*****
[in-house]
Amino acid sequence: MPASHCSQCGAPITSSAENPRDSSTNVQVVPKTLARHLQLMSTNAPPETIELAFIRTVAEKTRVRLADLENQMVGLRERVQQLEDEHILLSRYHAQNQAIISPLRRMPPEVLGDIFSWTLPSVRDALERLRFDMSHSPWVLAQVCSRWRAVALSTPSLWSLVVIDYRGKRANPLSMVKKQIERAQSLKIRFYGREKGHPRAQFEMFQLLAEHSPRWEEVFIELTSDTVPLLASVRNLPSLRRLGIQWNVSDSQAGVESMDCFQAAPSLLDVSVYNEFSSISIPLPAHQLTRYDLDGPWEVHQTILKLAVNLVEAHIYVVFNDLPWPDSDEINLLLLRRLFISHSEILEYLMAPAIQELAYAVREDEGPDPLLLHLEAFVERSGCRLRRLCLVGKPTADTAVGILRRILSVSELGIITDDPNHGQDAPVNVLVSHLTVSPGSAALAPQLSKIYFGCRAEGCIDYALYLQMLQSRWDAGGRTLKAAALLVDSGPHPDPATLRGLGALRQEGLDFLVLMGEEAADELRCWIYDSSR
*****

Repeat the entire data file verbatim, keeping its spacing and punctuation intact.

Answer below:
[in-house]
Amino acid sequence: MPASHCSQCGAPITSSAENPRDSSTNVQVVPKTLARHLQLMSTNAPPETIELAFIRTVAEKTRVRLADLENQMVGLRERVQQLEDEHILLSRYHAQNQAIISPLRRMPPEVLGDIFSWTLPSVRDALERLRFDMSHSPWVLAQVCSRWRAVALSTPSLWSLVVIDYRGKRANPLSMVKKQIERAQSLKIRFYGREKGHPRAQFEMFQLLAEHSPRWEEVFIELTSDTVPLLASVRNLPSLRRLGIQWNVSDSQAGVESMDCFQAAPSLLDVSVYNEFSSISIPLPAHQLTRYDLDGPWEVHQTILKLAVNLVEAHIYVVFNDLPWPDSDEINLLLLRRLFISHSEILEYLMAPAIQELAYAVREDEGPDPLLLHLEAFVERSGCRLRRLCLVGKPTADTAVGILRRILSVSELGIITDDPNHGQDAPVNVLVSHLTVSPGSAALAPQLSKIYFGCRAEGCIDYALYLQMLQSRWDAGGRTLKAAALLVDSGPHPDPATLRGLGALRQEGLDFLVLMGEEAADELRCWIYDSSR